A piece of Palm Springs in New Zealand
Christchurch is the largest town on New Zealand’s South Island and capital of the Canterbury Region. Fendalton is one of its wealthiest suburbs, located to the west of the centre. The numerous earthquakes that have struck New Zealand in recent years have not spared Christchurch, which was badly damaged in 2011 and again in 2016.
Built to replace an existing earthquake-damaged building, the Fendalton House 4 project is the result of a collaboration between the two local practices O’Neil Architects, a Christchurch-based firm founded by Darren O’Neil, and Lume Design, an interior design firm led by Jeff and Melissa Merrin.
Fendalton House 4 is inspired by the aesthetics of the famous International Style which originated in the mid-twentieth century on the West Coast of the United States from projects by architects such as Richard Neutra, Paul R. Williams, Donald Wexler and William F. Cody and continues to be celebrated annually during Modernism Week. The house is one of the many diverse residential projects carried out by Darren O’Neil’s practice in this part of the country as part of the earthquake reconstruction efforts.
The intentionally simple architecture consists of three partially superimposed parallelepiped volumes arranged in an L-shape layout. One is a ground-level single-floor volume while the other is a two-storey structure with a partially cantilevered front. The cantilever, facing the entrance, is supported by three dynamic, deftly placed prongs.
The entrance leads into the central section of the house, a double-height fulcrum located at the point of intersection between the volumes and furnished by an essential, light staircase made of square American oak beams jutting out from the wall and clad with Timaru stone slabs.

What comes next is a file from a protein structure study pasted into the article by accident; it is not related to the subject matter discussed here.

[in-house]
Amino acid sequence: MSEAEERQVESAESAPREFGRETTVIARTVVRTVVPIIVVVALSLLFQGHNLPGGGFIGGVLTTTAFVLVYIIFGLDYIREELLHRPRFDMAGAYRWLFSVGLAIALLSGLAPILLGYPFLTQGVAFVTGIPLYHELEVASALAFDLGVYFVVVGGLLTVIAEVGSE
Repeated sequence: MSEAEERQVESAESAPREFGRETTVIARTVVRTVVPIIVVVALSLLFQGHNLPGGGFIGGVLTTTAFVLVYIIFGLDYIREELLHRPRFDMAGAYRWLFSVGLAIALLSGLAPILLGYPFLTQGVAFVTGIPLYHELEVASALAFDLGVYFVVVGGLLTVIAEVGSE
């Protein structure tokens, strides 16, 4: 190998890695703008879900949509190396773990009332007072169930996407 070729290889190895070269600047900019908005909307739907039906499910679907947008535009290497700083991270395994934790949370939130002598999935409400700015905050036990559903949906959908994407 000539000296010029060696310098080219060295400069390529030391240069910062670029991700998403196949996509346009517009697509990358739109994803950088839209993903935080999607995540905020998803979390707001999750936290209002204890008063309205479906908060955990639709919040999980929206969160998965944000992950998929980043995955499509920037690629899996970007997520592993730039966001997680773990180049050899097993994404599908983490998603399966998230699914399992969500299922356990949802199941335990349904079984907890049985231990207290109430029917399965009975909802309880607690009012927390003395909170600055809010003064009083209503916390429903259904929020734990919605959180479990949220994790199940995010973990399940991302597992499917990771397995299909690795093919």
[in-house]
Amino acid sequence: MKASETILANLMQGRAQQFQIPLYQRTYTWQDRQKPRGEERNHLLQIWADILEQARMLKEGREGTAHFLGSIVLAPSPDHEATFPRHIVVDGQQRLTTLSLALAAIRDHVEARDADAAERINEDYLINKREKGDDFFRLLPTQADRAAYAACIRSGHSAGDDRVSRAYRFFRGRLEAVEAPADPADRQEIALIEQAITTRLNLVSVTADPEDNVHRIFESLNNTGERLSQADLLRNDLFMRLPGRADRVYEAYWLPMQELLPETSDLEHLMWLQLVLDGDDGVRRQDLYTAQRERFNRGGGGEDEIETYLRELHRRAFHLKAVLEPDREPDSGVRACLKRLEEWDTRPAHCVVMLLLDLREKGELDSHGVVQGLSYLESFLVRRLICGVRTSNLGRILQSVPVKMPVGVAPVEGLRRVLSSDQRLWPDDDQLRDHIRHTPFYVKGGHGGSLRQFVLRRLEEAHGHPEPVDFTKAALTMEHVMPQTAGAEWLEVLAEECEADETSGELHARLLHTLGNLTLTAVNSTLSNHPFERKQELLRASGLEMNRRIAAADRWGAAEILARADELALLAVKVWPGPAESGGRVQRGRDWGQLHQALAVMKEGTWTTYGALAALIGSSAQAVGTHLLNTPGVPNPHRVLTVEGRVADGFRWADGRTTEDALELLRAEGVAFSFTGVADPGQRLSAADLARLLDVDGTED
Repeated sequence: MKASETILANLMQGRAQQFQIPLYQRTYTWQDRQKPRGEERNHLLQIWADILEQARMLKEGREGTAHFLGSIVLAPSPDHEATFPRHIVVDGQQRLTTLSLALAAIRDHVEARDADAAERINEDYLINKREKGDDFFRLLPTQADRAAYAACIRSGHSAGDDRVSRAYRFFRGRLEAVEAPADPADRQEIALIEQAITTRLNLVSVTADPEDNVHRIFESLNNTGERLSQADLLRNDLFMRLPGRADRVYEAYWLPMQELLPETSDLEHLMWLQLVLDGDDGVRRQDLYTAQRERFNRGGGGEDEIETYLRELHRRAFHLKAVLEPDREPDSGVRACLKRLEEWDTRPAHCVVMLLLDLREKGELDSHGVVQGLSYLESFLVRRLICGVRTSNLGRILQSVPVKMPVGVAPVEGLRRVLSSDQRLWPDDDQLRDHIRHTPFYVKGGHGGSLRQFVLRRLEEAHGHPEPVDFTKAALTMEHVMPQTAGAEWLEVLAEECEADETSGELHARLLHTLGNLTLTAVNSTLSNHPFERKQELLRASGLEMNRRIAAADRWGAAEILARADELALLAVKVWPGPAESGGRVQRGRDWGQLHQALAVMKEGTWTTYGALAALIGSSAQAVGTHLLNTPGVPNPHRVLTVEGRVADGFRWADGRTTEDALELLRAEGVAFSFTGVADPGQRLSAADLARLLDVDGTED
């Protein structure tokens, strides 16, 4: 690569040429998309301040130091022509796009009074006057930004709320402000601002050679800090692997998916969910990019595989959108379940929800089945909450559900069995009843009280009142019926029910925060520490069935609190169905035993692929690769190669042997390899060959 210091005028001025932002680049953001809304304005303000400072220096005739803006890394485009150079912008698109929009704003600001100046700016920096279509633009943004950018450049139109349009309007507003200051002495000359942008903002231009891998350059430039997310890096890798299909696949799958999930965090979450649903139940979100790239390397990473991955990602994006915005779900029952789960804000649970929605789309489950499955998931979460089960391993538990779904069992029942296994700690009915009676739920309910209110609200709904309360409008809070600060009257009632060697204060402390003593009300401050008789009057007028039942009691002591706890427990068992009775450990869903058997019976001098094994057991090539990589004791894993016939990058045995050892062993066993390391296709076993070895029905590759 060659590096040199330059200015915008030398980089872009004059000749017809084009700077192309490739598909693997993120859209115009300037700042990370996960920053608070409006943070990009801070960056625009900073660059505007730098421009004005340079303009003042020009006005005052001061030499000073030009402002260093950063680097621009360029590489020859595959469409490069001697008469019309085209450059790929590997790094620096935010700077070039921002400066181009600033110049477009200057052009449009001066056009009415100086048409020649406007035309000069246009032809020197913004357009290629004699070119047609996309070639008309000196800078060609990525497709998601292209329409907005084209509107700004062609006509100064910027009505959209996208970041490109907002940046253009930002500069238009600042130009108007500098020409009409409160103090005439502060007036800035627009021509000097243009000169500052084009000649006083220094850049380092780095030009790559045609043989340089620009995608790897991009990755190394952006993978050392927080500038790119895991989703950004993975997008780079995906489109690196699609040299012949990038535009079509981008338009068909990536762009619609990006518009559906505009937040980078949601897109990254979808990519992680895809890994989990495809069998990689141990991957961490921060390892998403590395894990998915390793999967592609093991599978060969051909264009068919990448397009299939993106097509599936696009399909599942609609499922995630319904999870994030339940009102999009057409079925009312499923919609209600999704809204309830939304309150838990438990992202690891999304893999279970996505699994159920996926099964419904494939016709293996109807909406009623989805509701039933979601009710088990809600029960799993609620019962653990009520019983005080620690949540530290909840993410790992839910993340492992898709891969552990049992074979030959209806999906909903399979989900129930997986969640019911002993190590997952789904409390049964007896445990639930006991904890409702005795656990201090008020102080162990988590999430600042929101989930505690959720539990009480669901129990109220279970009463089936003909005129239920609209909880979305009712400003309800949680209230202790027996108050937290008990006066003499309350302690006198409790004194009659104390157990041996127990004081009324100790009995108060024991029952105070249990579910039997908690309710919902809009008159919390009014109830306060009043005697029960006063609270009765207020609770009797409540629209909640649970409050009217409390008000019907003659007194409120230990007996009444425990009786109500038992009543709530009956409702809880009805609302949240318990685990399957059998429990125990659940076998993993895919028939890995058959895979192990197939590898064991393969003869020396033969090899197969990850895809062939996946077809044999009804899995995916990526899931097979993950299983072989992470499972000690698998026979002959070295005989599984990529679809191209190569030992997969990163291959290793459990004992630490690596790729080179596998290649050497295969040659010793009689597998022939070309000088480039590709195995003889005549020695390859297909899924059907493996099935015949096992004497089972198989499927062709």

The house is inhabited by a family of three and organised over three open, brightly-lit levels, two above ground and one basement. It has five bedrooms and four bathrooms distributed over two floors, a multimedia room, an office and a yoga room looking out onto the outdoor pool. A lift connects the basement, with its eight parking spaces, to the service area behind the open-plan kitchen.
The living area, an open space facing onto the exterior of the property, is located on the ground floor and communicates with the garden thanks to the large full-height windows on both sides.
Fully opening motorised sliding doors and windows connect the living spaces with the exterior.
The interior adopts a minimalist colour palette, counterbalanced by textures and a judicious choice of materials in the colours white, black and multiple shades of grey. According to Darren O’Neil, «material variety was an important aspect of the design. The muted, near-monochromatic colour palette allows the architecture to speak for itself. Uncomplicated but sophisticated, the compilation of soft greys and neutral shades lends itself perfectly to the elegant and simplistic aesthetic direction.» Completely white walls inside and out complement the grey of the natural stone and the soft, concrete-effect shades of the porcelain tiles produced by Ascot Everytile. Grey slabs from the Prowalk collection are installed on all indoor and outdoor floors, bringing the sophistication and quality of Italian ceramics to the faraway land of New Zealand.
Ascot Everytile, Prowalk
75x150 Nat, 60x60 Out
Water absorpion (ISO 10545-3): ≤ 0,5 %
Chemical resistance (ISO 10545-13): conforme
Resistance to deep abrasion (ISO 10545-6): PEI V
Stain resistance (ISO 10545-14): conforme
Frost resistance (ISO 10545-12): conforme
Modulus of rupture and breaking strength (ISO 10545-4): 40÷55 N/mm2
Slip resistance (DIN 51130): B